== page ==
Raider offense drubbing opposition
Zach Zulli rockets a pass to Alex Kuljian for an early score. There is no celebration, no over-eccentric dance, just a pat on the helmet and a run back to the sidelines.
Scoring has become all too common for the Raider offense.
Cliché as it may sound, the Raider offense is just going through the motions — amassing points at a frenzied pace while stomping over its competition.
Through the first four games of the season, the Raiders have amassed 217 points — a mind boggling 54 per game en route to a 4-0 start. With the pace SU is setting, it will be hard-pressed to match the point total for the rest of the year. However this team is built to score, and to score often. But three years ago, this team was struggling to find an offensive identity.
After the retirement of William “Rocky” Rees in 2010, Coach Mark Maciejewski and incoming offensive coordinator, Mike Yurcich planned an overhaul that would build the Raider team for success.
Yurcich scrapped the Wing-T offense — a slow and methodical ground attack based on option-reads and a power running game, and implemented an attack that has become highly regarded in today’s college game — the spread.
The change could not have come a season too soon.
Zulli, a graduate of Perkiomen Valley High School in Graterford, Pa., had been the captain of the spread offense throughout his time under Head Coach Scott Reed. The Vikings, under Zulli and Reed, executed the spread offense to perfection and captured a Pioneer Athletic Conference title in 2008, the school’s first since 1999.
The offense, albeit somewhat different, played into Zulli’s strengths. After a 2011 campaign in which the Raiders averaged 37 points per game, the pieces were there to build on for a special season.
The Raiders went through some minor tweaks to its offense during the summer — adding new plays and formations to showcase their speed on the perimeter.
So far, that speed has crushed opponents. The Raiders, running a no-huddle, up-tempo offense, have been on cruise control since the second half of their first game against Shepherd University. SU has averaged 588 yards per game, has scored 30 touchdowns and is converting on 77 percent of its red zone chances.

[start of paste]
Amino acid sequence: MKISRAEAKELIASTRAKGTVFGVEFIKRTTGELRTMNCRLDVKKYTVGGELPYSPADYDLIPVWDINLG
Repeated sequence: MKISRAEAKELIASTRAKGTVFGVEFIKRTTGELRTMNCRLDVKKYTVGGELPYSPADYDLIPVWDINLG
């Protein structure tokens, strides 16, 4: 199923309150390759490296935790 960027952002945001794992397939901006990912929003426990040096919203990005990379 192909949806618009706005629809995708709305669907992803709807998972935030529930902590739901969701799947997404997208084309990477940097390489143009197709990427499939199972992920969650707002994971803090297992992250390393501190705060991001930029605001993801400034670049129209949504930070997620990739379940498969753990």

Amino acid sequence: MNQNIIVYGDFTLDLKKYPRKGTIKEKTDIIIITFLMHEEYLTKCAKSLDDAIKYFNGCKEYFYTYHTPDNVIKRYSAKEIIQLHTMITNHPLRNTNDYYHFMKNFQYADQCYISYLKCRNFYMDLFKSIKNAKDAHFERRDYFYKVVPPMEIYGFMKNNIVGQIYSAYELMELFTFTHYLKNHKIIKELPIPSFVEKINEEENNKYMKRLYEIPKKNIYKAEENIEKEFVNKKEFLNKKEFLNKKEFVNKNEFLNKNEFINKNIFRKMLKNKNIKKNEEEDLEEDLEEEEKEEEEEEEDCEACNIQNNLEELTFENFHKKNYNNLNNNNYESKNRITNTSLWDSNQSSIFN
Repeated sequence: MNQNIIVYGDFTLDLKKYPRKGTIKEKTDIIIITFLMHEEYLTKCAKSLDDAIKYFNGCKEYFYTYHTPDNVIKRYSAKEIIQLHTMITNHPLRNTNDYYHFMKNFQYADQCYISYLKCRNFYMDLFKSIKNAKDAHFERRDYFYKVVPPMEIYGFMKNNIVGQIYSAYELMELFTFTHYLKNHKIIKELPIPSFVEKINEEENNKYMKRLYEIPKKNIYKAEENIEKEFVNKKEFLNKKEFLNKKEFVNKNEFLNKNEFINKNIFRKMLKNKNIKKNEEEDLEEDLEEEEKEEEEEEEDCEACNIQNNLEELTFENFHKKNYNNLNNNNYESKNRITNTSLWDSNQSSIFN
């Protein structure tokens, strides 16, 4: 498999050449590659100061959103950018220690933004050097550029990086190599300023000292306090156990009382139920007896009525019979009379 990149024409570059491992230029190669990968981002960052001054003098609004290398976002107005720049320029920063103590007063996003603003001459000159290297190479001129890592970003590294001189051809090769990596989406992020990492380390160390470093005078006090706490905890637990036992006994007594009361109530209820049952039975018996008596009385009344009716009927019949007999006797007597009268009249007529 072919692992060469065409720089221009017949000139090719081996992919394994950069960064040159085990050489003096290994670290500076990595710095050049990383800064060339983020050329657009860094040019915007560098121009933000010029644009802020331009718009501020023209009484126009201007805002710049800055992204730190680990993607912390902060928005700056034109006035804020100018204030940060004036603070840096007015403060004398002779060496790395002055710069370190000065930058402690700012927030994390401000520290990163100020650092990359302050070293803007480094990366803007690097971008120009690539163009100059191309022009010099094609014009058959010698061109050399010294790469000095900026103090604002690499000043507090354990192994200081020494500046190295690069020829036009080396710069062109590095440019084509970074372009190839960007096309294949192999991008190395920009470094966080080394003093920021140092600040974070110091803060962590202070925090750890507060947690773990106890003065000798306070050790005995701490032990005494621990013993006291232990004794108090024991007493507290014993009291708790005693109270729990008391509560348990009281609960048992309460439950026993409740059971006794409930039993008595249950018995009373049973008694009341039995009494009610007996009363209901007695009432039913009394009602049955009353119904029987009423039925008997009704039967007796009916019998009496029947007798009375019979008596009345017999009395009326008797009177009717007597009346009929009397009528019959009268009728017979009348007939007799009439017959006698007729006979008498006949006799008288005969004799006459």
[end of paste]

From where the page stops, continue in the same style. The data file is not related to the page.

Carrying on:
What is impressive is the way the Raiders attack. Defenses have had a hard time scheming against this offensive attack because it can devastate in a multitude of ways and formations.
Defenses cannot focus solely on Zulli because the Raiders have a solid running game behind tailback Mike Frenette — who has been a battering ram in the backfield. The senior has rushed for 403 yards thus far, with 190 coming in the thrashing of Millersville on Saturday.
In contrast, defenses that focus on the run game have to counteract Zulli’s arm. The junior has passed for 1,463 yards, thrown for 17 touchdowns and has only thrown two interceptions. He has spread the ball around to leading receivers Trevor Harman and Jacob Baskerville, while also proving
he can be quick on his feet — rushing for 93 yards in four games.
“We’re in the groove right now. We are gelling out on the field, practicing hard and focusing on making this a team effort,” Zulli said.
The groove that this team is in has raised questions as to when this team will become nationally ranked. With contests against Lock Haven University and LIU Post (formerly CW Post)in the next two weeks, the Raiders are looking to fine-tune its offense in preparation for the gauntlet in the middle of October — with away games against Kutztown University, West Chester University, and a home contest with Bloomsburg University.
That stretch of games will prove what type of team this Raider bunch is, but until then, sit back and watch this team go to work.
The Raiders head to Lock Haven on Saturday to face an LHU squad that has lost 46 in a row. With one more loss LHU will hold the NCAA record for most consecutive losses by a team.
SU’s homecoming game is scheduled the next weekend against LIU Post.